The Lord of the Swastika - the sci-fi novel written by Adolf Hitler that lurks within Norman Spinrad's The Iron Dream - is a bit of a one-joke wonder. And as another reviewer has commented, it quickly wears thin.
So, you probably already know the plot behind the novel, but it bears an abbreviated repeating: within Spinrad's book lies another, this one written by the Adolf Hitler of an alternate timeline, one where he gave up radical politics and emigrated to the US in 1919. There Hitler earns a living first as an illustrator of pulp sf, then branching into writing sf himself, and finishes his final novel in 1953, The Lord of the Swastika, shortly before his death. The book subsequently wins the Hugo Award.
There, if you haven't read it, that's all you need to know. A bizarre, outrageous, hilarious concept: Adolf Hitler reduced to the status of a sci-fi hack writer. What an awful and thoroughly deserved fate for the leader of the Third Reich. But it is about 100 pages too long. And after a while it is incredibly boring.
Potted plot of the novel within the novel: Hitler's protagonist, Feric Jagger, returns from exile to his homeland of Helder. There he hopes to rouse other Truebreeds and go on a crusade to wipe out the monstrous mutants of the nations that surround Helder. Feric quickly rises to supreme command of Helder owing to his obvious genetic superiority, and an uncanny ability to organise violent, mass party rallies. He then takes the armed forces of Helder on an assault that wipes out the opposing forces of the Dominators of Zind. The Zind are nasty, brutish types, naturally, and before their ultimate defeat they detonate a cobalt bomb which pollutes the genetic code of the people of Helder forever. Fortunately Helder's scientists are able to clone the elite SS and Feric himself - thus ensuring that they can repopulate the world, and send colony ships into space (makes one question whether it really was the Zind who detonated the bomb, or Feric himself).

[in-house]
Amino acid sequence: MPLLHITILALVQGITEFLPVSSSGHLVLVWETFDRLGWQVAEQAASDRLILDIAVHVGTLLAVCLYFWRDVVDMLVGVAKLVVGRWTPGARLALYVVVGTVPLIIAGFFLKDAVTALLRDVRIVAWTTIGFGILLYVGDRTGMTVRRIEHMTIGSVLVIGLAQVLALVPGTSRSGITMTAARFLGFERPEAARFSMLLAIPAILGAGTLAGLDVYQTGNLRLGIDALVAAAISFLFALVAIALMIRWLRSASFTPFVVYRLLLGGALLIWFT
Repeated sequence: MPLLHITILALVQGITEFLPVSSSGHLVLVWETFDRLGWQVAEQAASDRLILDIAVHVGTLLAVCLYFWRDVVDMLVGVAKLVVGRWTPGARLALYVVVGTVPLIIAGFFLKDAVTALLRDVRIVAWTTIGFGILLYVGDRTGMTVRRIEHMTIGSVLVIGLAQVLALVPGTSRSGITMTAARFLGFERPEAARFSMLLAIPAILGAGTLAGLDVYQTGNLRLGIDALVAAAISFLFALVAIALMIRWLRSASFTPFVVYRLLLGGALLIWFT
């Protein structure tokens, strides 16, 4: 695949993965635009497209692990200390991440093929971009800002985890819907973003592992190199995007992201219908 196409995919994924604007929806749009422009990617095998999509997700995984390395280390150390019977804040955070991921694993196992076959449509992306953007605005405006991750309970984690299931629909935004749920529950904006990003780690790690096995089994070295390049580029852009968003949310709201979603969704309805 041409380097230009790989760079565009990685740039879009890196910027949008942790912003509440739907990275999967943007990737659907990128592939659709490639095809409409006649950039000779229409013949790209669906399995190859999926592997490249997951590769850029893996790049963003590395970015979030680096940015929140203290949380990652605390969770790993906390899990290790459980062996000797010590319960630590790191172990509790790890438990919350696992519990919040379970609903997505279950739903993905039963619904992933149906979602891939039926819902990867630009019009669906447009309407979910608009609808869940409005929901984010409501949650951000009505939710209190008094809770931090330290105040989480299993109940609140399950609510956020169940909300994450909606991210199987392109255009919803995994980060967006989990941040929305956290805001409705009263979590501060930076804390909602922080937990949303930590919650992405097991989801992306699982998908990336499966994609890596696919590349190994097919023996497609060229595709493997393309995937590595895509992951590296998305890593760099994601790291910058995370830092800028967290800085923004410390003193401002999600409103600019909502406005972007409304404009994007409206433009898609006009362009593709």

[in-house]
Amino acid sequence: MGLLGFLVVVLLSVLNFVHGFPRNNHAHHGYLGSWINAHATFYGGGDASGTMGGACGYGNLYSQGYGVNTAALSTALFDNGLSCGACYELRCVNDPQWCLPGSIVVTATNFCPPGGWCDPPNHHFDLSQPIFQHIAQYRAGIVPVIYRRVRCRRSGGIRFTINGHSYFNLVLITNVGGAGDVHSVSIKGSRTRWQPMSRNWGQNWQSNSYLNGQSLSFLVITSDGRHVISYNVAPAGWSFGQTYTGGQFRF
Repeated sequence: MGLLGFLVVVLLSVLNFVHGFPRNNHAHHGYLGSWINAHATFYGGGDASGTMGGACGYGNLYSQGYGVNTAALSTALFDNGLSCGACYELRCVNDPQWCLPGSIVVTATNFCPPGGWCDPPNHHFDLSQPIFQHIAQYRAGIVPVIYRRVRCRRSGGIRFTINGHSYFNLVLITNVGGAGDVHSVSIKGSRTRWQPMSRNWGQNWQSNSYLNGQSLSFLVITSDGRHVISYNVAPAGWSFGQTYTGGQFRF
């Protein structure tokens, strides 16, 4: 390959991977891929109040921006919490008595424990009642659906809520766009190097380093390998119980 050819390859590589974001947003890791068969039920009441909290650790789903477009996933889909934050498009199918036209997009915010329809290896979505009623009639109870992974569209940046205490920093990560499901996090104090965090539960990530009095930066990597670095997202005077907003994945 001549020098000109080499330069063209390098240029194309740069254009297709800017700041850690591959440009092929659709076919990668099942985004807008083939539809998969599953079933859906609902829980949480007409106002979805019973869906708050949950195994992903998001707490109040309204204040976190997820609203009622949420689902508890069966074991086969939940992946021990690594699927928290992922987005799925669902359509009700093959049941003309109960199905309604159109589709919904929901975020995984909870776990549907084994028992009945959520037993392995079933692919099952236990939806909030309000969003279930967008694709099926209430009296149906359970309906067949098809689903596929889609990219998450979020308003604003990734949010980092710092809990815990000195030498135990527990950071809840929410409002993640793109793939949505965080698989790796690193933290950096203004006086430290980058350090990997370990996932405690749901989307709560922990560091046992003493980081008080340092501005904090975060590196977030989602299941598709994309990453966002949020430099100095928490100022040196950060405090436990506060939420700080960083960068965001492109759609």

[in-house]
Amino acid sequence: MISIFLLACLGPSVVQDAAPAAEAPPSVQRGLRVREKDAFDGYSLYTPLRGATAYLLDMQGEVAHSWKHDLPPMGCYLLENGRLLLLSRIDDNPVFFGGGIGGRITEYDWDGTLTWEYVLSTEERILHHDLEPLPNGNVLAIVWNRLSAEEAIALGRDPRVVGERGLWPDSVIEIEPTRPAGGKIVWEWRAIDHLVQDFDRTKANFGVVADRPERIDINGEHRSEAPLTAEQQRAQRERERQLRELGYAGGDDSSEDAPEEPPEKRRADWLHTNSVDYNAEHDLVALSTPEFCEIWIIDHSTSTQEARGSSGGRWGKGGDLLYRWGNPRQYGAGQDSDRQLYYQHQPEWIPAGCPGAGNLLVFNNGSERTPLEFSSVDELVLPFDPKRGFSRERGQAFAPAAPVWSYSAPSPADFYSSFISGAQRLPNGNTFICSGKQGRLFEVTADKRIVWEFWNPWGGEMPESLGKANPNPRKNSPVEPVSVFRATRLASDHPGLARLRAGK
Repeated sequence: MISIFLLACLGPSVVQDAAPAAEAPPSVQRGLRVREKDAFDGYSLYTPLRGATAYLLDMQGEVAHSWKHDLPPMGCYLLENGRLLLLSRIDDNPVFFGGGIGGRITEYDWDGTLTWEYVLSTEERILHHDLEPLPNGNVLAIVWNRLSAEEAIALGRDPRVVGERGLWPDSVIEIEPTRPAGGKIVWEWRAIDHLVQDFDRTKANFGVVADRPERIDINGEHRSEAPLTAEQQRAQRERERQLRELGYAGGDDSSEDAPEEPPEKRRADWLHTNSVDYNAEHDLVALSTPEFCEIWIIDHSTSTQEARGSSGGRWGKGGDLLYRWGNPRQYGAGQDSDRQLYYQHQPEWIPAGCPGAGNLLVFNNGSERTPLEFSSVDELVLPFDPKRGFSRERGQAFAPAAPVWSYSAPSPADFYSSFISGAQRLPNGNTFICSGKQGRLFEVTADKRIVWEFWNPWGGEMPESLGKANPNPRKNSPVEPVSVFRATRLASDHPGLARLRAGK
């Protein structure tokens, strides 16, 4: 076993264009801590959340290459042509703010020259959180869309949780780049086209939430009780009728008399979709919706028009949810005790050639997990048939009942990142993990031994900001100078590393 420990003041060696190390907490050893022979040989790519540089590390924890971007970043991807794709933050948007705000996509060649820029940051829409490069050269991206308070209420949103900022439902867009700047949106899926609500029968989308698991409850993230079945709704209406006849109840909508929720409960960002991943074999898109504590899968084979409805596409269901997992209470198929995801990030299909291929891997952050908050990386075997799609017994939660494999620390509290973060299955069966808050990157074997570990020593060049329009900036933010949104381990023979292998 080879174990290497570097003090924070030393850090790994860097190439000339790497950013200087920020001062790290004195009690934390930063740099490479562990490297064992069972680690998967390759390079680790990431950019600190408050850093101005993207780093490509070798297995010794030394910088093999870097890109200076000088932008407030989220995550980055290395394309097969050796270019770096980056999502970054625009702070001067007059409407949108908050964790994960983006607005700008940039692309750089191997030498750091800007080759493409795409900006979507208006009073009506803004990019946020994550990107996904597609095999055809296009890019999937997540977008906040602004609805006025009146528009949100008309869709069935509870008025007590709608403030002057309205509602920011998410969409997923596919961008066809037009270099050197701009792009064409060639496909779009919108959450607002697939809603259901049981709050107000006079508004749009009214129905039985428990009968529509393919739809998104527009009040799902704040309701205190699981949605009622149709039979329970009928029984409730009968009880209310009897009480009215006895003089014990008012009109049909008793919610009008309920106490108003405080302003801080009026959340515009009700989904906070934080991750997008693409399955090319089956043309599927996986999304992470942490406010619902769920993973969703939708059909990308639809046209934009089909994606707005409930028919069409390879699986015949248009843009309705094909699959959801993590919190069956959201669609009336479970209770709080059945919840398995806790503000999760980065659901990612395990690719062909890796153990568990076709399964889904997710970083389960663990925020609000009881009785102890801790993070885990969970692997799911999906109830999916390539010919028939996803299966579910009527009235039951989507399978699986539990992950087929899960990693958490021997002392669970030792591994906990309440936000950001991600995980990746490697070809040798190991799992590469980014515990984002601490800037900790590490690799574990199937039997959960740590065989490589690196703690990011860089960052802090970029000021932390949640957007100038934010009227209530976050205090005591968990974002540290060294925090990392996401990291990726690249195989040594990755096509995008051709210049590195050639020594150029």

Imagine that: entire worlds full of right-wing, male clones. Who would do all the housework? Wouldn't they all get awfully bored?
I confess this book is another of my failures: I couldn't get past page 110. I didn't see why I should wade any further. It's mercilessly bad writing. Of course, it is meant to be: I mean it doesn't really bear imagining, does it. Sci-fi by Hitler? Uggghh. But once you've got over the initial premise, it's all rather thin and unchallenging, lazy even. And the irony that is so laboured here: that Nazism's rise to power was simply on the back of ideas like midnight rallies, genetic purity, phallic symbolism etc (as the mock critic Homer Whipple writes, it couldn't happen here, could it?) is lazy too. As any history student who has studied Germany in the inter-war years can tell you, it really wasn't that simple. And given the right conditions it - genocide - could happen again. It has.
Actually, the funniest bits are the blurb at the front about the author (the alternate history Adolf Hitler) and the list of his other works: Emperor of the Asteroids, The Builders of Mars, The Triumph of the Will etc.
Much as I loathe to bash a novel that bashes National Socialism, this one's really not that much cop.
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